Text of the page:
Running for the President is a long drawn out job interview and we have to use all kinds of communication skills to be effective to get the job. By looking at Nixon as a case study, we can learn to when to use stories and when not to use stories to get our message across. Sometimes stories can hurt more than help since you want people to remember the message supported by a story, not remember the story and not remember the main message.
The mistake that Nixon made in communication is not that he engaged in self-pity but when he did it. He told excellent moving stories during the 1960 campaign but they were just too depressing and it detracted from the upbeat message that people needed to hear so they could still relate to him plus get motivated to support him. Ronald Reagan did not make this mistake and, thus, was considered a great communicator because he always gave an upbeat speech about the future that mattered to people. For example, take a look at this famous TV campaign commercial which was aired in 1984 titled, "It's Morning in America" that kind of speaks to the Reagan brand of focusing on the better future.
I use President Richard Nixon in this blog to show that you can live and die by telling moving stories. You should not just assume that just because you are good at telling a stories that you are going to always succeed. All it means is that you are good at telling stories, but, if overused and in a wrong situation, it could easily trample your main message with too much information and will consume too much time to get your main point across.
When are stories effective?
Nixon should know that it was his story about his dog named Checkers that got him out of a trouble when he was accused of accepting money illegally to cover his expenses. He was a candidate for the vice presidency in 1952 and it hung in balance on how people viewed this whole incident. The televised speech was watched by approximately 60 million (largest TV audience at that time) people and was praised by the majority of the people. Based on the favorable response, Eisenhower kept Nixon on the ticket.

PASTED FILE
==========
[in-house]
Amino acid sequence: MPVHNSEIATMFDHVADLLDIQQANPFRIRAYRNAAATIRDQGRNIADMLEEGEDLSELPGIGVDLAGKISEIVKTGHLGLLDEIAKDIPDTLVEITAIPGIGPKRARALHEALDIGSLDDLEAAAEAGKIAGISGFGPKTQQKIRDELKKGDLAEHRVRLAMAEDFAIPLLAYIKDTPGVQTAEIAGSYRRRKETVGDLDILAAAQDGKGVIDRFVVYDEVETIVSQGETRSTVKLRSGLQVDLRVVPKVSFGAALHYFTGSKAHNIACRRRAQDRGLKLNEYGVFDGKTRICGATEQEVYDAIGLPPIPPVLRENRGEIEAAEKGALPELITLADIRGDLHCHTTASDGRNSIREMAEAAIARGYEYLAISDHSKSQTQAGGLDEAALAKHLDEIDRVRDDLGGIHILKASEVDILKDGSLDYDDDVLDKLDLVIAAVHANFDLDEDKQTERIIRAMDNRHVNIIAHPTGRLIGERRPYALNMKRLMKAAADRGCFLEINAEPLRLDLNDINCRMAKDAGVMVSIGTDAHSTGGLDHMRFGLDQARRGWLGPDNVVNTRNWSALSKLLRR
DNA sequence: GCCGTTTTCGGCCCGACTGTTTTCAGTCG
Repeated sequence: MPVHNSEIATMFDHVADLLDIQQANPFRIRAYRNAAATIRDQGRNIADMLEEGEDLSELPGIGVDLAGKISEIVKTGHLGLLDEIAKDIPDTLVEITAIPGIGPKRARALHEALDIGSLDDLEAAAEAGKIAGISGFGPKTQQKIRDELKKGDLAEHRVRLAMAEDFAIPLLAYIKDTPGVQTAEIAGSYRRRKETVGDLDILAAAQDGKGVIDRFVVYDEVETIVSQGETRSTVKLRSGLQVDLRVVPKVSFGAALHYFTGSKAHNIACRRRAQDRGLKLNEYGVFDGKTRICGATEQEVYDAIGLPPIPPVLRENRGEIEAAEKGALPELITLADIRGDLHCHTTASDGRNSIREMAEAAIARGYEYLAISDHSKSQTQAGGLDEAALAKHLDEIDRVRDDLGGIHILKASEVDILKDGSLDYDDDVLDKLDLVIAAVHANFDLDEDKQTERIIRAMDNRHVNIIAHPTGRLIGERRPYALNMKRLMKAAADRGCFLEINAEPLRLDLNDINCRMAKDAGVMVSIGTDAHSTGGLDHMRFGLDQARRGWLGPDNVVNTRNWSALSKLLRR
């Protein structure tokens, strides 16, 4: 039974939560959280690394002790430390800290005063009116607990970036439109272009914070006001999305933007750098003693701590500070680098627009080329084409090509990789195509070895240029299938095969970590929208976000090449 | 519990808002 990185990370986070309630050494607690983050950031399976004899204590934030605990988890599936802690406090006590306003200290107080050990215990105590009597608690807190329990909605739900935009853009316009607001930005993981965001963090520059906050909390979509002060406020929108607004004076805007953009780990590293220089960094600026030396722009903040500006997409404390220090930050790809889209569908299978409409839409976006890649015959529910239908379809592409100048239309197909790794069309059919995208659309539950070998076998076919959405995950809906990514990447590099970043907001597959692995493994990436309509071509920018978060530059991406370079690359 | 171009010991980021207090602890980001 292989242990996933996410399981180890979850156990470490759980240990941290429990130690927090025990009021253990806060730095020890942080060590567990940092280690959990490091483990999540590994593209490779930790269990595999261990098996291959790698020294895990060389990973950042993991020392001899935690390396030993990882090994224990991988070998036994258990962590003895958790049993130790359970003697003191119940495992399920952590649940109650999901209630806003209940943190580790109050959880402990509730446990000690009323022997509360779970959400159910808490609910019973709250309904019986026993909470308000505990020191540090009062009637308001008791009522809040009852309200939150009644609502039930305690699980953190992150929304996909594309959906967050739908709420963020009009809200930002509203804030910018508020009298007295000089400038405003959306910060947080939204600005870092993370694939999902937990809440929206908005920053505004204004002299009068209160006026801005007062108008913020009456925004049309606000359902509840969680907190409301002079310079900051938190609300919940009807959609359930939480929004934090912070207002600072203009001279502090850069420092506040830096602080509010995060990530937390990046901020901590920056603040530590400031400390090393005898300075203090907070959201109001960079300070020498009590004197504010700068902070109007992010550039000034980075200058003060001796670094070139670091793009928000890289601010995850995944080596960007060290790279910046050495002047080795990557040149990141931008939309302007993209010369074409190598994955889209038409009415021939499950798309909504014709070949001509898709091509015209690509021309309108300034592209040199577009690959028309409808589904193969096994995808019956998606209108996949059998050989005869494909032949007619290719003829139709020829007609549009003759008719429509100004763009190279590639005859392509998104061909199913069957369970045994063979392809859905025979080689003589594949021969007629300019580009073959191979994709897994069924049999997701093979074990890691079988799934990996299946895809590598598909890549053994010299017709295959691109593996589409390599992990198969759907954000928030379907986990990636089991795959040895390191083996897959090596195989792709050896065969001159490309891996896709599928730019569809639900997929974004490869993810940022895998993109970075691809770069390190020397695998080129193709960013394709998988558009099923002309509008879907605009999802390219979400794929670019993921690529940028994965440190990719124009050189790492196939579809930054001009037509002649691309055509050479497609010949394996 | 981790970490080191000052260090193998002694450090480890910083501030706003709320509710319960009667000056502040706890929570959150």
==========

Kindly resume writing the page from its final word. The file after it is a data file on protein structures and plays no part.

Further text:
Here is the part of the speech that gets its name as the Checkers speech since he talks about a dog they had received named Checkers and made it appear that his enemies were out to get this innocent dog that their daughters had received. Now who wouldn't fall for this story? It worked like a charm. Here is the famous part of this speech:
"One other thing I probably should tell you because if we don’t they’ll probably be saying this about me too, we did get something-a gift-after the election. A man down in Texas heard Pat on the radio mention the fact that our two youngsters would like to have a dog. And, believe it or not, the day before we left on this campaign trip we got a message from Union Station in Baltimore saying they had a package for us. We went down to get it. You know what it was.
It was a little cocker spaniel dog in a crate that he’d sent all the way from Texas. Black and white spotted. And our little girl-Tricia, the 6-year old-named it Checkers. And you know, the kids, like all kids, love the dog and I just want to say this right now, that regardless of what they say about it, we’re gonna keep it."
Nixon's emotional speech saved his career, but will the same skill work eight years later when he is running for the Presidency?
We are always urged by almost all speech experts to tell good stories to connect and get our message across, but this may not be the right thing to do for some situations. Unless the story supports your upbeat message it can even backfire if the story is very emotional. Your story may be too good for your message such that people will remember the story more than the main message. This was the case with Richard Nixon in some of his informal campaign speeches he gave in 1960 where he spoke extemporaneously. I am not going to say that this hurt Nixon winning the Presidency in 1960 (as there is never one thing), but it did paint an indelible narrative of him. Today with social media, 24 hour news and late night comedy shows, Nixon would have been butt of jokes the way Mitt Romney was excoriated with his "Binders Full of Women" story in one of the presidential debates in 2012. Romney probably thought he was telling a very good story that will connect with women, but it failed and went to define him as insensitive to women's needs (especially single women according to polls). It is an example where the story trumped the message. It defined Romney such that he could not recover from.
I will let you be the judge on this one speech that Nixon gave and see what you think of it. He tells a very moving story about his rough upbringing, but I think it was too depressing. How would we react to this today? What can we learn from this when we are interviewing for a job?